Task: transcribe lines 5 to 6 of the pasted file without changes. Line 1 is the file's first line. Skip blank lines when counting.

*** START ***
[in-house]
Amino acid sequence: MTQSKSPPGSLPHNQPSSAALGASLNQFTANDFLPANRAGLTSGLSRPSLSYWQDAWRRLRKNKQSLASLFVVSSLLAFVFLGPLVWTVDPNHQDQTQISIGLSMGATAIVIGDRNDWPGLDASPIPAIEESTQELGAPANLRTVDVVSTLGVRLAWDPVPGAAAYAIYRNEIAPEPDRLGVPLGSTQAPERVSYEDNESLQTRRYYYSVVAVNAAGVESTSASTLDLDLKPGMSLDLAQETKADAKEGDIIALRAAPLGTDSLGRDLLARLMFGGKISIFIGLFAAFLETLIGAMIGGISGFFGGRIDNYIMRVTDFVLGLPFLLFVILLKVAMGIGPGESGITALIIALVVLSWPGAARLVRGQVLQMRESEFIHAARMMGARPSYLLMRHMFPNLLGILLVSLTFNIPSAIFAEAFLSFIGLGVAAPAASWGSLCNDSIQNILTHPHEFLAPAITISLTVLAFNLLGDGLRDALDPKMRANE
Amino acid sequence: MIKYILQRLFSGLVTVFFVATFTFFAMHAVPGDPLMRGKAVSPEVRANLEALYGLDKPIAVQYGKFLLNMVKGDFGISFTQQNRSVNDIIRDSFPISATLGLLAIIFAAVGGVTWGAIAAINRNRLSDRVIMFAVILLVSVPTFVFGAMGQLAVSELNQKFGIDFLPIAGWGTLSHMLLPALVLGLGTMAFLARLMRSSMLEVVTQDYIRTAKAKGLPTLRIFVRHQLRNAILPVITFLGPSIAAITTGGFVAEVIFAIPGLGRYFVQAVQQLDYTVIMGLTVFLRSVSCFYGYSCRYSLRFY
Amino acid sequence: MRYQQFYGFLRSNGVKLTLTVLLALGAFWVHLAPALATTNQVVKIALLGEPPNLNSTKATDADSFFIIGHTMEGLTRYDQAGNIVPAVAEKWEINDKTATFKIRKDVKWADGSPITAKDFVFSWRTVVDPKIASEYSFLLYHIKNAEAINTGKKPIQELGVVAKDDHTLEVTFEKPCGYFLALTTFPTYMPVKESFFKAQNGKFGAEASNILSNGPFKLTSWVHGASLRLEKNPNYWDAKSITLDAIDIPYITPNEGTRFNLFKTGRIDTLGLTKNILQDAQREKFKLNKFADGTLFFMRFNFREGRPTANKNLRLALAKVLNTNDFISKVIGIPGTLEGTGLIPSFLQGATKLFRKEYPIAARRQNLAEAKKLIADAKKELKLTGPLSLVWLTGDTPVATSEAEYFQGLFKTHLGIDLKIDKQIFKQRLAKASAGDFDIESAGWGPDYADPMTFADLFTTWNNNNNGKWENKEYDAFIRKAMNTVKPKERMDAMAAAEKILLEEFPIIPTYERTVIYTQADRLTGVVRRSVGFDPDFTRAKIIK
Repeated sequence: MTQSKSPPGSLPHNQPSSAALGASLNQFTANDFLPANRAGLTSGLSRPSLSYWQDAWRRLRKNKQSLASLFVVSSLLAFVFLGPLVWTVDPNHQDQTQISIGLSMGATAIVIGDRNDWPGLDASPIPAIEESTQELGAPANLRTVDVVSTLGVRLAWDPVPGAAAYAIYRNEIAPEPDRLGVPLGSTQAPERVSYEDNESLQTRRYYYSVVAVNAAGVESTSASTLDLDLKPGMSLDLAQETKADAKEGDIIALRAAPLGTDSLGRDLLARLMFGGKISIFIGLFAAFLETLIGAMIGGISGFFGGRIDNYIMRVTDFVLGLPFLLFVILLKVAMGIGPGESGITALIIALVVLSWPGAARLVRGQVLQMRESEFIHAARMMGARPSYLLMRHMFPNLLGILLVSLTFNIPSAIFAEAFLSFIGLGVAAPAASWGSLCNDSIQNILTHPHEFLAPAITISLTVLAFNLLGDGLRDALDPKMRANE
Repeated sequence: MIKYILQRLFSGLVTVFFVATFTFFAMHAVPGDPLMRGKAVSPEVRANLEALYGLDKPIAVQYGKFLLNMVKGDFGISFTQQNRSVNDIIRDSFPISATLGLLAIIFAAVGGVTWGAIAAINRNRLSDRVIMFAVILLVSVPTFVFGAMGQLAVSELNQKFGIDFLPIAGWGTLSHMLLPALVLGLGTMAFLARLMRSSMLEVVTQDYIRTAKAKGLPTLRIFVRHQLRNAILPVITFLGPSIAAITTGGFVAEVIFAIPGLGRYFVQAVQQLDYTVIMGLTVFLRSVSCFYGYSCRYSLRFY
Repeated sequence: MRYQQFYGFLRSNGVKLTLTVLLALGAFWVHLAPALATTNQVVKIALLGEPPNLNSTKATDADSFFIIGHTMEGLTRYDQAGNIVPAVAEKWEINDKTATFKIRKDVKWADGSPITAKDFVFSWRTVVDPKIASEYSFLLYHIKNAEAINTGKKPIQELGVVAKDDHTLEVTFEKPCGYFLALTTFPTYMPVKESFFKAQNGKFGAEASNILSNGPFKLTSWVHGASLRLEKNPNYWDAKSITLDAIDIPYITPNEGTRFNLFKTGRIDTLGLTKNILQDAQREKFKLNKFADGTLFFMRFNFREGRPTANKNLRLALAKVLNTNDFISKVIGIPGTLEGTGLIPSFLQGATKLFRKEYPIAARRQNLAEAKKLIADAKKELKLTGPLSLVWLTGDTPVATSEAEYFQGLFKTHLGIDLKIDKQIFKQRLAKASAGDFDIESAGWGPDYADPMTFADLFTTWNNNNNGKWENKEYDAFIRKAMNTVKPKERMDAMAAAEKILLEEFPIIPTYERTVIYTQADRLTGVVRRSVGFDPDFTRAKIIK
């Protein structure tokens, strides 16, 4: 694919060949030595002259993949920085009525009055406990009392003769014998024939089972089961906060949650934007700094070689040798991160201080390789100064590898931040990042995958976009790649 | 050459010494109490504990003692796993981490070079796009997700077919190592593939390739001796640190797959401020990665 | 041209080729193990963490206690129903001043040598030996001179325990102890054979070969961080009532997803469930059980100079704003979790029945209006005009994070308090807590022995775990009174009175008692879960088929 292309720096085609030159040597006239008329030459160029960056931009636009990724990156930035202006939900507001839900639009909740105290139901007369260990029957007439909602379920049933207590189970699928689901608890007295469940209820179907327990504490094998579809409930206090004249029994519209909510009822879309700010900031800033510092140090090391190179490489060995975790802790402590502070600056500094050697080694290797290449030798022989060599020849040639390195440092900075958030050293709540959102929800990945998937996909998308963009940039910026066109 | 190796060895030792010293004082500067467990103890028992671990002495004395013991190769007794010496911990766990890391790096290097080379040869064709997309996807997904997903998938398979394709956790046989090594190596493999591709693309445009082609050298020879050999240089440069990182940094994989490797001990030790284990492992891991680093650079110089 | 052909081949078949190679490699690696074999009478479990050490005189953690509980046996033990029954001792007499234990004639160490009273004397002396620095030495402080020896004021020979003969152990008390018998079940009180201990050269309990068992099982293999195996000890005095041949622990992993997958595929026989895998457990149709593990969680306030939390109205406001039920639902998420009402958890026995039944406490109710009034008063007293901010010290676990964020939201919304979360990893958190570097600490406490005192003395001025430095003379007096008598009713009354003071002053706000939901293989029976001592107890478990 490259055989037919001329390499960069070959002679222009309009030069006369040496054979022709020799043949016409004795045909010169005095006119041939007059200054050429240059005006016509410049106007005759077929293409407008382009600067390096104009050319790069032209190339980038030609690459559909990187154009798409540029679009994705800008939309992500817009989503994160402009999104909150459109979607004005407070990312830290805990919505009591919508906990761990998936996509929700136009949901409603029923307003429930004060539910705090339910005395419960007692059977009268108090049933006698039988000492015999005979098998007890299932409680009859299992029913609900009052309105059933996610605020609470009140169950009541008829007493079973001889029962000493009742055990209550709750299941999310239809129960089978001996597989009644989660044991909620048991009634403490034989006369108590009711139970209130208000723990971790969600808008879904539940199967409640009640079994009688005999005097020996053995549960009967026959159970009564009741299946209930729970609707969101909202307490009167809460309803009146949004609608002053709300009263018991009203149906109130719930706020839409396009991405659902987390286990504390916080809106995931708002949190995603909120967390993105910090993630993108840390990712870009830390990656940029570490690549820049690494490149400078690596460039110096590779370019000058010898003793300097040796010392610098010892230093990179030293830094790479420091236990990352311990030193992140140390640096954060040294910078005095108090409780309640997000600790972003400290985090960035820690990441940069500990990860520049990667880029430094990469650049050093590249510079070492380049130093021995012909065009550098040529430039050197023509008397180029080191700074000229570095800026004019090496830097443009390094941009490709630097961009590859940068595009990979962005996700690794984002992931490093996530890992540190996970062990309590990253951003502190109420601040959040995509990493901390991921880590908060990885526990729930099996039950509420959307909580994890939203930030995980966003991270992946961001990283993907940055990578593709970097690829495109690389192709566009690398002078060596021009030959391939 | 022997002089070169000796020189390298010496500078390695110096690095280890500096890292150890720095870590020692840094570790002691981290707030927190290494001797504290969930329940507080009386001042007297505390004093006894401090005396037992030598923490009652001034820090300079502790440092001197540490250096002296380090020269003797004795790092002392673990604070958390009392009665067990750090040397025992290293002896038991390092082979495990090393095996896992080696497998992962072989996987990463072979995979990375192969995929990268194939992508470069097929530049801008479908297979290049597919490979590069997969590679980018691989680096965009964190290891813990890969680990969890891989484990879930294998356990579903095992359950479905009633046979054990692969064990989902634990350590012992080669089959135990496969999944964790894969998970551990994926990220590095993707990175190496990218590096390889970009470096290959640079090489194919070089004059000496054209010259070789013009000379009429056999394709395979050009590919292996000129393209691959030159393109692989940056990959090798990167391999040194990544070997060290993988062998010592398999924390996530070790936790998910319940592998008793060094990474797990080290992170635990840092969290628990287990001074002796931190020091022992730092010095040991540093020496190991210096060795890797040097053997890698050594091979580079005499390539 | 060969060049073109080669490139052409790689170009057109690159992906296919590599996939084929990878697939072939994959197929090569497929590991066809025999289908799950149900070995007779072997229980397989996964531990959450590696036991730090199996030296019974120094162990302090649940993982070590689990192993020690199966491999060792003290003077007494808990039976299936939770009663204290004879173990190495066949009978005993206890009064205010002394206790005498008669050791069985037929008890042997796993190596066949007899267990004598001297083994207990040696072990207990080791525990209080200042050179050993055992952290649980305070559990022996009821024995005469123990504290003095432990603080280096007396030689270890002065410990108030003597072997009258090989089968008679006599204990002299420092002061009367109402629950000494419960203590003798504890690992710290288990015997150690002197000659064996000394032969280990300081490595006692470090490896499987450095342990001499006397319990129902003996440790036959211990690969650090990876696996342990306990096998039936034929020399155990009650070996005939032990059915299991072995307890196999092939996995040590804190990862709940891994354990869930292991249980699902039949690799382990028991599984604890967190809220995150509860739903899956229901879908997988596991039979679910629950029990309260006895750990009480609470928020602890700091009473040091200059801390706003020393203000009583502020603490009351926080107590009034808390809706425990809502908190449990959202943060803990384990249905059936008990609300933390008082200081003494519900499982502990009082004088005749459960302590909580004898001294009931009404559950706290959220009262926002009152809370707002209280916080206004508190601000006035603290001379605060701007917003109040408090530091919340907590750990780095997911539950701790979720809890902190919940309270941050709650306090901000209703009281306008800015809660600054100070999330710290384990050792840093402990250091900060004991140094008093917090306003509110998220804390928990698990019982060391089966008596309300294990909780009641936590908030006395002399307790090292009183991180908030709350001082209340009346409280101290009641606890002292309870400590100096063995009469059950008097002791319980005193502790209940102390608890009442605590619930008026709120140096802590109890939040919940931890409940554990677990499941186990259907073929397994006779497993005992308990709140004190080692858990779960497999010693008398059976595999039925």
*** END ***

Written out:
Repeated sequence: MTQSKSPPGSLPHNQPSSAALGASLNQFTANDFLPANRAGLTSGLSRPSLSYWQDAWRRLRKNKQSLASLFVVSSLLAFVFLGPLVWTVDPNHQDQTQISIGLSMGATAIVIGDRNDWPGLDASPIPAIEESTQELGAPANLRTVDVVSTLGVRLAWDPVPGAAAYAIYRNEIAPEPDRLGVPLGSTQAPERVSYEDNESLQTRRYYYSVVAVNAAGVESTSASTLDLDLKPGMSLDLAQETKADAKEGDIIALRAAPLGTDSLGRDLLARLMFGGKISIFIGLFAAFLETLIGAMIGGISGFFGGRIDNYIMRVTDFVLGLPFLLFVILLKVAMGIGPGESGITALIIALVVLSWPGAARLVRGQVLQMRESEFIHAARMMGARPSYLLMRHMFPNLLGILLVSLTFNIPSAIFAEAFLSFIGLGVAAPAASWGSLCNDSIQNILTHPHEFLAPAITISLTVLAFNLLGDGLRDALDPKMRANE
Repeated sequence: MIKYILQRLFSGLVTVFFVATFTFFAMHAVPGDPLMRGKAVSPEVRANLEALYGLDKPIAVQYGKFLLNMVKGDFGISFTQQNRSVNDIIRDSFPISATLGLLAIIFAAVGGVTWGAIAAINRNRLSDRVIMFAVILLVSVPTFVFGAMGQLAVSELNQKFGIDFLPIAGWGTLSHMLLPALVLGLGTMAFLARLMRSSMLEVVTQDYIRTAKAKGLPTLRIFVRHQLRNAILPVITFLGPSIAAITTGGFVAEVIFAIPGLGRYFVQAVQQLDYTVIMGLTVFLRSVSCFYGYSCRYSLRFY